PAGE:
Vendors and suppliers are a critical component for any business. They provide the materials and services required to manufacture your own products or add value to your services, and maintaining these relationships should be every bit as important as those between the company and customer. It’s not always easy to do, though, because business relationships can be a real balancing act to maintain the mutually beneficial aspects of a long-term partnership.
The best foundation for any relationship must be built on respect, trust, and mutual benefit. Without one of those three legs, the table will quickly fall over. There are, however, some simple things you can do to maintain this balance and make sure your relationships remain positive.
If you continue to delay or miss payments, vendors will look for new relationships that are more reliable. Pay your bills promptly and you’ll be their favorite client.
You need to be reasonable in your negotiations. Remember that a supplier or vendor should get a fair profit, too. While you’re asking what’s in this deal for you, be aware of what’s in it for them. If you’re not offering enough of a return, this relationship will end.
Negotiate in good faith. If you’ve had something change on your end, be direct and clear so the supplier knows why your requirements have evolved. Don’t inflate your requirements either, hoping to get some extra negotiating power. Be transparent about your situation, costs, and goals.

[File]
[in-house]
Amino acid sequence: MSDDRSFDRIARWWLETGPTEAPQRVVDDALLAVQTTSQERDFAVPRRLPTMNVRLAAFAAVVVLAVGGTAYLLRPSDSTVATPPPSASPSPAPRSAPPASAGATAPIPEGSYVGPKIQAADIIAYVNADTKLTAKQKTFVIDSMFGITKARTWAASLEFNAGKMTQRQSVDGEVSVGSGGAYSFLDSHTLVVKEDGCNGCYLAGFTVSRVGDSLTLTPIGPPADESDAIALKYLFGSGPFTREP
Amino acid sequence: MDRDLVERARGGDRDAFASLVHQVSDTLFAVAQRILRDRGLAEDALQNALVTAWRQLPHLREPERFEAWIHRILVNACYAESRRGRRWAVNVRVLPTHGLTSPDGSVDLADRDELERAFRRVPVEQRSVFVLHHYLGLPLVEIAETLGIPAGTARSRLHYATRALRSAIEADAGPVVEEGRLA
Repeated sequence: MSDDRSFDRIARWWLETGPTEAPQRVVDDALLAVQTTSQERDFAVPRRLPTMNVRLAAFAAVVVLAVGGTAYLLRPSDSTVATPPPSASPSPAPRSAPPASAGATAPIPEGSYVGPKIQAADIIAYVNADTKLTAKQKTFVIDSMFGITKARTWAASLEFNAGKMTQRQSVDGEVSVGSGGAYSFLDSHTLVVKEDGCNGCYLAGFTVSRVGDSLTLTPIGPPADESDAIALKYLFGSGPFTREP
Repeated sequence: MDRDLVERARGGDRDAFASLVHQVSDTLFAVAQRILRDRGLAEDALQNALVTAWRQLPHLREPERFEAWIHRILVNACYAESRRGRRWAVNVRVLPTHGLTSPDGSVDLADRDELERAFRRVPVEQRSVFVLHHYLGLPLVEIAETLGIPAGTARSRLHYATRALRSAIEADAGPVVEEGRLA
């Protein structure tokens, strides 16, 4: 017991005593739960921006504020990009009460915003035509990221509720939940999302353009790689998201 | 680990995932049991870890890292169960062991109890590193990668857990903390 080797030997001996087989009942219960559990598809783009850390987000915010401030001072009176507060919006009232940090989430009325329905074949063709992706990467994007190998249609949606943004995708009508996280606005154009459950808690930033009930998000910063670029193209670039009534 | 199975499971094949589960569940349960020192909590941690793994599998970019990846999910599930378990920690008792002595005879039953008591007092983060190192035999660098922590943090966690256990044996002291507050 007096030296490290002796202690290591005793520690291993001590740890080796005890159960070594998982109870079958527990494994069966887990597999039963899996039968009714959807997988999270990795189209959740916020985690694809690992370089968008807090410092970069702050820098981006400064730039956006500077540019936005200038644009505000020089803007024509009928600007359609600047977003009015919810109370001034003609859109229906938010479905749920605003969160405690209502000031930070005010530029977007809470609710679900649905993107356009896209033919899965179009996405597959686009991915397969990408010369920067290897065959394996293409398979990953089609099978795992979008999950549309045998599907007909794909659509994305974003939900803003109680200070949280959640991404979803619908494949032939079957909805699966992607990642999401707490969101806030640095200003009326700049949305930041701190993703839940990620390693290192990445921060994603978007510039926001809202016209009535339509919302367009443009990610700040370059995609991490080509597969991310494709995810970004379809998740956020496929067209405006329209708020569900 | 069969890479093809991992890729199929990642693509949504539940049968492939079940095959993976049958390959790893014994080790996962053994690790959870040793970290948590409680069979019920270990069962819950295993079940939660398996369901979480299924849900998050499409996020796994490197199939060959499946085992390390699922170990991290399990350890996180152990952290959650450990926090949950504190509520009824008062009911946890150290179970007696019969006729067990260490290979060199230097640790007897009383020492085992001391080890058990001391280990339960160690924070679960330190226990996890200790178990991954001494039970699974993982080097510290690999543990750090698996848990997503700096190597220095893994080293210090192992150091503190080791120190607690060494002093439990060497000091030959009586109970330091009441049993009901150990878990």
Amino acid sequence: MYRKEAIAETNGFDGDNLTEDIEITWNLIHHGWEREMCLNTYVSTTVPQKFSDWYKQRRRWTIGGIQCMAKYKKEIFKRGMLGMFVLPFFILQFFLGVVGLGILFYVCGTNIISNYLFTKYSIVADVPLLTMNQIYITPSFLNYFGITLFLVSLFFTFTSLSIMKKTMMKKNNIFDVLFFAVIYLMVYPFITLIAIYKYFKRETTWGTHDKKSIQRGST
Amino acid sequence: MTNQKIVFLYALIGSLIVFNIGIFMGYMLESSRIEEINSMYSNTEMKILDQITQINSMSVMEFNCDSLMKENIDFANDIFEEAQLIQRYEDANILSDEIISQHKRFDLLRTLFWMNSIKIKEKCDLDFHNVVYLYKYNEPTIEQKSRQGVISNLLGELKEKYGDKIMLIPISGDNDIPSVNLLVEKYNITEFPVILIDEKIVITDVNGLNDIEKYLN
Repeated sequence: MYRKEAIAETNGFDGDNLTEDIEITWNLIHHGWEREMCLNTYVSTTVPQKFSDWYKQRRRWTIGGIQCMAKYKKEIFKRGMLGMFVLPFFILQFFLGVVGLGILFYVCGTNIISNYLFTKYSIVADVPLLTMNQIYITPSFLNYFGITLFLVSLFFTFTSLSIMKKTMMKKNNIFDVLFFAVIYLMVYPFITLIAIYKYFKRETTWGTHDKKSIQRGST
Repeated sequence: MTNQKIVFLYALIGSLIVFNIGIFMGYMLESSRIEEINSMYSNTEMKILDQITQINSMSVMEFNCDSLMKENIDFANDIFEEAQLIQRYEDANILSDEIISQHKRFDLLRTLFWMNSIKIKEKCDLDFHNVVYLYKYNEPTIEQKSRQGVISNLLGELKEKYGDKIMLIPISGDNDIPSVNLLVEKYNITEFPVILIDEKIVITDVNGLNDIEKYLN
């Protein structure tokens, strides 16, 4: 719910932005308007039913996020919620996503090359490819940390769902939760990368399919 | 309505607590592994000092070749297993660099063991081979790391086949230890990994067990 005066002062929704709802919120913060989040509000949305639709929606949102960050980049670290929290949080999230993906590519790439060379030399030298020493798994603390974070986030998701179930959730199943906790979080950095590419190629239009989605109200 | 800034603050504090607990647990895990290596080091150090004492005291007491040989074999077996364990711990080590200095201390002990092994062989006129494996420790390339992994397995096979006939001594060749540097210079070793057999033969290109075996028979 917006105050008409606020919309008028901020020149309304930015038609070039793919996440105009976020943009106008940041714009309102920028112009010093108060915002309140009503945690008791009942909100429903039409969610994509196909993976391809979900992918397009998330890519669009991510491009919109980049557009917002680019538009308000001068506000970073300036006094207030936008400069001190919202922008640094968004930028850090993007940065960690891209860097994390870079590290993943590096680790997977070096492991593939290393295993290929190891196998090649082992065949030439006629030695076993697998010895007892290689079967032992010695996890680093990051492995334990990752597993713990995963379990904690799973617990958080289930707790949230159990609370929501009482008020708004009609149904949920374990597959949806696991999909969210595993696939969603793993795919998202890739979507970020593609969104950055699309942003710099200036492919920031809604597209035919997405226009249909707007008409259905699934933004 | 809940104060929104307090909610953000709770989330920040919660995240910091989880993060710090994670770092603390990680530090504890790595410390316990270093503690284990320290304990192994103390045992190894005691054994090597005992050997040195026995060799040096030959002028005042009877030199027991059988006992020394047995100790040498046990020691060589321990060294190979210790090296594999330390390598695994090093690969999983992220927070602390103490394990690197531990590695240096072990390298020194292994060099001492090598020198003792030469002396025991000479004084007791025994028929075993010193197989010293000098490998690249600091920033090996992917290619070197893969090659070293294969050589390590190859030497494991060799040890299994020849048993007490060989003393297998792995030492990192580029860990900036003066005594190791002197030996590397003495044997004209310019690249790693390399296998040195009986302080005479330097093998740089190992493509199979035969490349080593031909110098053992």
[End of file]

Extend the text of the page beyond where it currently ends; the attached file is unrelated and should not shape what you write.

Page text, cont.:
Don’t try to take advantage of the relationship. This is short-sighted behavior and will always lead to problems. Long term relationships will prove to be much more beneficial, yet many partnerships have been destroyed when one side of the equation saw an opportunity they believed they couldn’t pass up. This type of behavior only causes issues and destroys relationships.
Just because you’re being as considerate and thoughtful as possible, doesn’t mean you shouldn’t have expectations for your vendors and suppliers. However, in line with being fair, you should always be clear about what you expect. Spell it out for them. Never assume that they know what you want, even if they’ve been working with you for years.
No relationship is perfect, and eventually you will have disagreements or concerns cause problems. Any time two companies begin working together, they will have to deal with the fact that sometimes their goals, motives, and plans will clash. While you can carefully avoid many of the resulting conflicts, others you will have to face down and resolve. This may mean going back and re-establishing your expectations, being more transparent about your specifications, or explaining your need for consistent delivery times. Whatever the problems, address them quickly and directly, and, above all, keep the lines of communication open.
Long-term relationships can be extremely profitable for both sides of a partnership, but only if you’re willing to put in the effort to make sure it remains positive for everyone involved. Be direct and keep the long-term goals in mind because there may come a time when you have to rely on all the trust and respect you’ve built up over the years.